Reviews | Written by Rich Cross 21/11/2022


This self-consciously kooky horror builds both its gross-out laughs and its darker moments through the interplay of two self-consciously ridiculous ideas. Firstly, that someone might feel lonely enough to disinter and ‘befriend’ the recently deceased. Secondly, that those cadavers might be sufficiently stimulated by the experience to reanimate and take on the persona of much-missed family members (at least in the unsettled mind of the grieving graverobber). The result is a surreal tale that aims to blend the corpse comedy of Weekend at Bernie’s with the macabre motifs of a Tim Burton fantasy, but which ends up strangely devoid of life.

Having been brought up by a doting, reclusive mother Oliver has reached adulthood with no real experience of the outside world. Since she died in a macabre accident, he’s been cared for in an institution. His case workers ultimately decide he should try independent living once more. But when he moves back to a home frozen in time in the 1980s, the decade in which he lost his mum, he reverts to his old isolated ways. Urged to 'find friends', Oliver is rebuffed by his peers, so decides to retrieve a new buddy from a freshly dug grave. Convinced that this is the way to go, he returns to the graveyard to build a family (taking advantage of the new internees of a recent plane crash).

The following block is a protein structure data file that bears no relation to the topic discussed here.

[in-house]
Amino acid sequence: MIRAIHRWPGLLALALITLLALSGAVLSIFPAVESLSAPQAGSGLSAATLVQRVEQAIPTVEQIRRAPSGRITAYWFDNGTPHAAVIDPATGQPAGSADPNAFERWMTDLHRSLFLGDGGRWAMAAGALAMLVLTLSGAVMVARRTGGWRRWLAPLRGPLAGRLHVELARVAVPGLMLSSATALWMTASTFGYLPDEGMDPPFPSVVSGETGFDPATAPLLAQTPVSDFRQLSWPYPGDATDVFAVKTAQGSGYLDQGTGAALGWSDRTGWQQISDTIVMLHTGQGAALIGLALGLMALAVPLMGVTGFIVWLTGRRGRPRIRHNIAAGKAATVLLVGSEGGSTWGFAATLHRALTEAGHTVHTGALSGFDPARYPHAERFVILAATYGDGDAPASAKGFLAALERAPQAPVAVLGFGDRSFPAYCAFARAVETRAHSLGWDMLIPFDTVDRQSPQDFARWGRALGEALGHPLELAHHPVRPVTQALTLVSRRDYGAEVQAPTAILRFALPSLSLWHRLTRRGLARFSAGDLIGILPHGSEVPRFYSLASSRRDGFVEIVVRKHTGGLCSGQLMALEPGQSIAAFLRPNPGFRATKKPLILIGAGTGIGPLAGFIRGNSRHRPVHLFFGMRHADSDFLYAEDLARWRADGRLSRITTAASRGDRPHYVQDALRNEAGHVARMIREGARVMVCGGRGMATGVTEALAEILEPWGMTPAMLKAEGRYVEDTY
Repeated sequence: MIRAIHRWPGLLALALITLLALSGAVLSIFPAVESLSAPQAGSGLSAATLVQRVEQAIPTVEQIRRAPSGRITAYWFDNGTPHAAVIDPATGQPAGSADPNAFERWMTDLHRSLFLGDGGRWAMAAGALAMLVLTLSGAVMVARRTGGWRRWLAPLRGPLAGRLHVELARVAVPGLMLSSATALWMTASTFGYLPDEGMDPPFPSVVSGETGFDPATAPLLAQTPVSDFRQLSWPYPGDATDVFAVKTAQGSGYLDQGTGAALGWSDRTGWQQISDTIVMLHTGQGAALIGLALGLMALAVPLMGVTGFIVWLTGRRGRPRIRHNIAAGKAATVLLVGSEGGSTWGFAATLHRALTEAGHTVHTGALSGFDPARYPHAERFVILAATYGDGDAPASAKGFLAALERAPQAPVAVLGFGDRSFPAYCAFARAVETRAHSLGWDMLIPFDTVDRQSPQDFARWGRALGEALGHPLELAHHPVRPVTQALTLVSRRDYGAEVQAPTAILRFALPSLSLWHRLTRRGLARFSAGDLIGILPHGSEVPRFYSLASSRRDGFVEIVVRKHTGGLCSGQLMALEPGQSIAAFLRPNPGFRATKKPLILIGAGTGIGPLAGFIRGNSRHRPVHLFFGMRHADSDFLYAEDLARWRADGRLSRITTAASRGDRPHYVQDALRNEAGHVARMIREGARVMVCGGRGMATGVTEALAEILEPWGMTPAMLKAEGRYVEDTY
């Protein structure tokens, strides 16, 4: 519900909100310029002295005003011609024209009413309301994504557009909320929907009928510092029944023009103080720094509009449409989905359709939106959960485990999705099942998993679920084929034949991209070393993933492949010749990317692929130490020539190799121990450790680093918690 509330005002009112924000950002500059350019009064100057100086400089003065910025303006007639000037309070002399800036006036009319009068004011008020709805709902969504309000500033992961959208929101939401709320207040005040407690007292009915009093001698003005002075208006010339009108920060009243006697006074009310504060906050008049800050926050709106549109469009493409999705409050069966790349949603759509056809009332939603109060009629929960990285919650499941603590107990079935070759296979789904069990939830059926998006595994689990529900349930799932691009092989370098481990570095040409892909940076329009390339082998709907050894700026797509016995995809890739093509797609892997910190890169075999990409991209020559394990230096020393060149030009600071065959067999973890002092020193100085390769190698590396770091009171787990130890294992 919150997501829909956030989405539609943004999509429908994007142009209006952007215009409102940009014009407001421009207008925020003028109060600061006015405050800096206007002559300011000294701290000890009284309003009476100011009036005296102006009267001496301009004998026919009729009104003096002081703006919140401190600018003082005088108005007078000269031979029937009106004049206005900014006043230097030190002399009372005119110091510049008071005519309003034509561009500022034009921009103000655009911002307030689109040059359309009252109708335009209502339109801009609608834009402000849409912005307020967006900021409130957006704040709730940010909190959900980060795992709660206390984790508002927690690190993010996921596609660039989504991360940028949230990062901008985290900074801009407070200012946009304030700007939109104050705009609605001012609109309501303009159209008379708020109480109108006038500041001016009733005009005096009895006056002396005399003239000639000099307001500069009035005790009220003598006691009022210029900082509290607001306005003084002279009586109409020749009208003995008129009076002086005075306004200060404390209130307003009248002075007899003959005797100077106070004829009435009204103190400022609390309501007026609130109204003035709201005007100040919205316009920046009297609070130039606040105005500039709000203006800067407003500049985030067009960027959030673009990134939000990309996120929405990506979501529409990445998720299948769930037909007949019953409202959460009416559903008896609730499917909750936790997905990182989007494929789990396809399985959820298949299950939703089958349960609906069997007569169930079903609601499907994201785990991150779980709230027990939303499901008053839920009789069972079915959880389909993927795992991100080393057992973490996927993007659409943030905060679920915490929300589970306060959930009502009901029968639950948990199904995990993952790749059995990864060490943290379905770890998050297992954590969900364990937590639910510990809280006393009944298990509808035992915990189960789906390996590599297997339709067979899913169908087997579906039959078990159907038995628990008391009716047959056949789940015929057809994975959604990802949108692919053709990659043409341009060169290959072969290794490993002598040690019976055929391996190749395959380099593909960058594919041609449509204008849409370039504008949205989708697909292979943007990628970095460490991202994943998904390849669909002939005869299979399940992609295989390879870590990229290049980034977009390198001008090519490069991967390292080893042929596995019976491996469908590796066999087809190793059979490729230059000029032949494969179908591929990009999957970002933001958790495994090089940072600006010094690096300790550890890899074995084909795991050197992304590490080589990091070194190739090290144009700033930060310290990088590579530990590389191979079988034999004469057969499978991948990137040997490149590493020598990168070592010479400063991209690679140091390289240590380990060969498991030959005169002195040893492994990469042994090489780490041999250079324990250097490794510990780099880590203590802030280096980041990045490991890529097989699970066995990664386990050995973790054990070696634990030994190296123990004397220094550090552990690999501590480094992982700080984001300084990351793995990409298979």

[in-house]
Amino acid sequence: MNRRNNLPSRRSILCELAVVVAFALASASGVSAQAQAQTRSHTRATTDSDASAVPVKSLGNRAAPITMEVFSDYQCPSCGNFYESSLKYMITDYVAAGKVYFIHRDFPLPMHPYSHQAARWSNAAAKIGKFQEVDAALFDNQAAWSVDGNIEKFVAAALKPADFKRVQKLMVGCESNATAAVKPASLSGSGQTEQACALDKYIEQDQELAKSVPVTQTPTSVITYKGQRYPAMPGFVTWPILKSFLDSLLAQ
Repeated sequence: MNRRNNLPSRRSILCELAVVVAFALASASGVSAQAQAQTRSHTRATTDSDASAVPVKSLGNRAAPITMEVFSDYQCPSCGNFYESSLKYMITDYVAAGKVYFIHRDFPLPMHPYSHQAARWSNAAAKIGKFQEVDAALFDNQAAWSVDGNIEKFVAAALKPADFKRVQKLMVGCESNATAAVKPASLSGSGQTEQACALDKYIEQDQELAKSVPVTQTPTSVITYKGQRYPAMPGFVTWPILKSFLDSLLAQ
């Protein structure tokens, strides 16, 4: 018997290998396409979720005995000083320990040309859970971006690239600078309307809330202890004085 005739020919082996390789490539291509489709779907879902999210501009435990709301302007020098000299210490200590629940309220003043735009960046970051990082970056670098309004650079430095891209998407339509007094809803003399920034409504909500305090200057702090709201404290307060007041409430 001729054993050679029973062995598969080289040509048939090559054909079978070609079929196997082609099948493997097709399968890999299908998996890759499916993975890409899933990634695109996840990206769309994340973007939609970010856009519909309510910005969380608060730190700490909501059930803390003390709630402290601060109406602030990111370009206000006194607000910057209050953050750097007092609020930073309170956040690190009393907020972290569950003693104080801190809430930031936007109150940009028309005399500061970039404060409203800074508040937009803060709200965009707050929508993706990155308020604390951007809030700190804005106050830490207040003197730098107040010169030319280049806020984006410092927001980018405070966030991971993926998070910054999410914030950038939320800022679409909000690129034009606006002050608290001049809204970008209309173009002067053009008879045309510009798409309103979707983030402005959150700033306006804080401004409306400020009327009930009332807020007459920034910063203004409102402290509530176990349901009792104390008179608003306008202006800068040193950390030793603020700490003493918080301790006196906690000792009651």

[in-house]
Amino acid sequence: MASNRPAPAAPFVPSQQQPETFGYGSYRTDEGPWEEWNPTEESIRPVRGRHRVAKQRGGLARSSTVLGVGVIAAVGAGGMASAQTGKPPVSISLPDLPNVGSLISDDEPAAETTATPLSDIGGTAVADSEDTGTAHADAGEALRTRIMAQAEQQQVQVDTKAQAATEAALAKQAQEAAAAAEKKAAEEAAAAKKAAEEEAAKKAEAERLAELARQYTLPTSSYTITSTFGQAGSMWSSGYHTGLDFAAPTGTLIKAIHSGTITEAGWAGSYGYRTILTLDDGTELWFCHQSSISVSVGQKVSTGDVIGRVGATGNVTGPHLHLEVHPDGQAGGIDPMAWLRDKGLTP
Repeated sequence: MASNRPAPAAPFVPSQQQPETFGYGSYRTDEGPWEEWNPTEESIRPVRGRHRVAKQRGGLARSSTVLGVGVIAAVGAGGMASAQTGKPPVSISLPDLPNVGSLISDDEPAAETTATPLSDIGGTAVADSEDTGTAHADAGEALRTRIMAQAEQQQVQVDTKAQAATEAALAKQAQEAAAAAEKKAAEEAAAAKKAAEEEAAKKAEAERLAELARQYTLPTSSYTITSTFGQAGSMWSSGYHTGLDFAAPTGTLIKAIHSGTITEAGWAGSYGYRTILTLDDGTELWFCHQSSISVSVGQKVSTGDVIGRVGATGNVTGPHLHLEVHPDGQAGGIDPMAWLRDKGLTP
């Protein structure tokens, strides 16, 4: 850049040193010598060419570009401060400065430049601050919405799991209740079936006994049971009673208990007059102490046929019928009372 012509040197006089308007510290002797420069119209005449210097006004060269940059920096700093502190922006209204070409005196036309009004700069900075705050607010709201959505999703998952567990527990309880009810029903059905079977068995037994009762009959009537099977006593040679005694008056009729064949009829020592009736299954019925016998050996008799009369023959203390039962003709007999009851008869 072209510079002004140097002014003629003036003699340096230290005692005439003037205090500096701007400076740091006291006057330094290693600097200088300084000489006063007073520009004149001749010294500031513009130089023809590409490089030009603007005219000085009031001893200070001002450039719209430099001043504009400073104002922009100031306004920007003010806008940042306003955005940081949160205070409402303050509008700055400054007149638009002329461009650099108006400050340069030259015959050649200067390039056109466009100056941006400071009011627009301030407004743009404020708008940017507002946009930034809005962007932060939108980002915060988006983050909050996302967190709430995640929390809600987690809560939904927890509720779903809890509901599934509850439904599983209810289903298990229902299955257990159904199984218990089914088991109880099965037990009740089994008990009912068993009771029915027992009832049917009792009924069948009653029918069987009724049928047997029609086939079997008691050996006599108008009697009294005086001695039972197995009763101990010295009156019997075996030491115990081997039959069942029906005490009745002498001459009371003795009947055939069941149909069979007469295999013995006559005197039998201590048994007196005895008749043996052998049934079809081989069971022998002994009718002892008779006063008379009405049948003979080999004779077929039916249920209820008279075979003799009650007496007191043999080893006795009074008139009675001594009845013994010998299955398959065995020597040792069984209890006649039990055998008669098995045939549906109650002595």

Max Harwood is excellent as the lost and clueless Oliver. He’s absurdly upbeat, guileless and completely unable to make informed moral decisions. He knows enough to hide the bodies from inquisitive eyes, but the comedy relies on Oliver being unable to recognise the depravity of his actions. Of his undead family, Susan Wokoma shines as surrogate mother Susanne, while Ben Miller goes for gross as replacement father Frank. Director Martin Owen keeps open the question of whether the reanimated family exist only in Oliver’s fevered imagination. But despite the strong retro design, and a scattering of decent gags, the film’s tone is muddled, the plot is thin, and the script is nowhere near as satirical as its writers would like to think it is.

THE LONELIEST BOY IN THE WORLD is available now on streaming platforms and is released on DVD in December